Chatting with my own HereAfter
I’m conducting an interview.
Which isn’t too unusual, until I fail to answer my own question.
Ok, fair enough, I think — I’m a professional, let’s take another tack.
What do I remember from my childhood?
With that, I’m telling myself about one of my earliest childhood memories, about stern-looking, armed MPs and armored vehicles in the West Point parking lots as the Gulf War began, and my brief story sparked more memories. I remembered skies and military Gothic buildings, the color of the cadet’s covers and greatcoats, of being so small in something that felt so big.
That’s the kind of moment — that innervation, that resurrection of a previous, lost time — the creators aspiring to build our future digital twins are driving towards.
Granted, they’re looking more to give you that moment from someone deceased — or vice-versa.
While the approaches to personal digital twins vary, the general thrust is this: that someone can “live” forever, through AI.
“Today (my daughter) speaks to Siri. But one day in the future, I want her to speak to me,” Emil Jimenez, the founder of Mind Bank AI, told me when I first began reporting on digital twin AIs.
Mind Bank’s vision of a digital twin is about as ambitious as they get: a deep learning-powered “you” capable not only of sharing information previously gathered, but using all it has learned to have new conversations, answer new questions, give advice and react to new situations — to continue on as you, essentially breaking (or at least bending) the chain of loss.
That’s a long ways out, though; the digital me I’m talking to right now is incapable of saying something I haven’t previously recorded. Though asking myself questions — that I then answer— still feels quite a bit like living in a futurist’s dream.
I’m talking to my HereAfter AI “Legacy Avatar,” essentially an archive of myself that can be interacted with like you’re talking to Siri or Alexa.
Legacy Avatars were inspired by founder James Vlahos’ experience with his father. As he chronicled in WIRED, when his father was diagnosed with terminal lung cancer, Vlahos rushed to record everything he could. He used the resulting oral archive to create “Dadbot,” a form of “artificial immortality” for his father.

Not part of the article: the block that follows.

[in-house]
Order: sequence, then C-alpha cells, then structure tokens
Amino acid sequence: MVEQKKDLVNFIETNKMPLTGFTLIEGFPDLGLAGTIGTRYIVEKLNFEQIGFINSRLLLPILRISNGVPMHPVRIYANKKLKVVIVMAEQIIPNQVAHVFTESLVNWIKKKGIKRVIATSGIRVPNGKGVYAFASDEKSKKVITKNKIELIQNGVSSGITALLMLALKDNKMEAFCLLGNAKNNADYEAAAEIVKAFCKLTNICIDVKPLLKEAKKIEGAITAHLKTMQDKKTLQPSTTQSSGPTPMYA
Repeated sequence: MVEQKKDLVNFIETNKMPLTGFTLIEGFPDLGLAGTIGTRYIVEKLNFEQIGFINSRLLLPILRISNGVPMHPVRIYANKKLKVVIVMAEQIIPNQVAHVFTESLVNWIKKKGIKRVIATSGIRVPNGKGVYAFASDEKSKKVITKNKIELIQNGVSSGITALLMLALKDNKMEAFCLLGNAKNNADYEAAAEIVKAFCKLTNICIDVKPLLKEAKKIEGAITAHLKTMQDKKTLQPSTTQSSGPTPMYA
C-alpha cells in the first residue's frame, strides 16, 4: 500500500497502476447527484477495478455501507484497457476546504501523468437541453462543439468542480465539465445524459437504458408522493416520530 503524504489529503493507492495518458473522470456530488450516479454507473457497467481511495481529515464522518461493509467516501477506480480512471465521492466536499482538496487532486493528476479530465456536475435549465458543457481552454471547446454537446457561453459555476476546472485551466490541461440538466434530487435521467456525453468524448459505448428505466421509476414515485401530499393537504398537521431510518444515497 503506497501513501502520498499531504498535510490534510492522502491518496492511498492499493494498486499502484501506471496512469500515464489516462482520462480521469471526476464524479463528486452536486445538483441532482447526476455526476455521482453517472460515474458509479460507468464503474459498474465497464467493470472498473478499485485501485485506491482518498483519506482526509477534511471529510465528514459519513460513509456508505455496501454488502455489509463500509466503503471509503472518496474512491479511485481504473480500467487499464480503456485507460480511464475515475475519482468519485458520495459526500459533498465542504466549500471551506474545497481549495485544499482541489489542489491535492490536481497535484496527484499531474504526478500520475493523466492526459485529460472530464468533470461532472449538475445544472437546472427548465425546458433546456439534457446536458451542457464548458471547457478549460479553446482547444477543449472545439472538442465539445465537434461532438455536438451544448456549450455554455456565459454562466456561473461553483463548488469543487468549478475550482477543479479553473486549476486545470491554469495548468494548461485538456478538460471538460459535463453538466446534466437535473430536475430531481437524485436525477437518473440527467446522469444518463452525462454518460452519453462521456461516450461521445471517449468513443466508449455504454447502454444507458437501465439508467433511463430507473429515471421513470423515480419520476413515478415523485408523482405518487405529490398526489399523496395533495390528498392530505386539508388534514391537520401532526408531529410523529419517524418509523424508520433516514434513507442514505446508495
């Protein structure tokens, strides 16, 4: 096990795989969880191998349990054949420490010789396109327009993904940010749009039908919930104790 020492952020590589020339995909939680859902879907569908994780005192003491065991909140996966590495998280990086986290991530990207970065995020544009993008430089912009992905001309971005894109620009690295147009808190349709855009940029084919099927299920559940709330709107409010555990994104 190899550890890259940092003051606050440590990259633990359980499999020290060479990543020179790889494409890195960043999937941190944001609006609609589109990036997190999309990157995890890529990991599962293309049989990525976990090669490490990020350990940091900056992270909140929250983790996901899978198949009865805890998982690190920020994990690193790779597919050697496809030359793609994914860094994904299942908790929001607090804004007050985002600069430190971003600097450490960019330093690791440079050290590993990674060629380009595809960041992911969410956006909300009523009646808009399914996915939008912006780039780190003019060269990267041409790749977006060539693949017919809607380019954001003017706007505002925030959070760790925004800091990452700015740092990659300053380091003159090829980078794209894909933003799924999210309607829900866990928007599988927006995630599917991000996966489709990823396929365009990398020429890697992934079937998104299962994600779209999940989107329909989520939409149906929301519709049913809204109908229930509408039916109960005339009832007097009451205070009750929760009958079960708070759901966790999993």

“This all started out with my own personal Dadbot project, to save and share the stories of my father using conversational AI,” Vlahos tells me.
HereAfter AI works on a similar principle, taking recordings of your memories, reflections, feelings, and philosophies, and using AI to retrieve your answers in a conversational format.
Originally, the interviews were conducted by journalists HereAfter AI had trained to be life interviewers. With the rollout of their initial commercial version, that human interviewer has been replaced by a chat interface, which pulls from a large pool of random questions to deliver prompts.
Your memories, reflections, feelings, and philosophies are retrieved by AI in a conversational format — your Legacy Avatar.
“We really had to hone this process,” Vlahos says. “How do you organize it? How do you get people to focus? What can you do to maximize the chances that you actually get good, relatively compact stories that other people would want to hear?”
The app takes what HereAfter AI has learned about that process via human interviewers and automates it.
Your Legacy Avatar is geared towards retrieving those recordings. If you are asked a question about your favorite college course, for example, the AI has one piece of labeling right off the bat, Vlahos explains: it knows that if someone asks about college, this answer may be appropriate.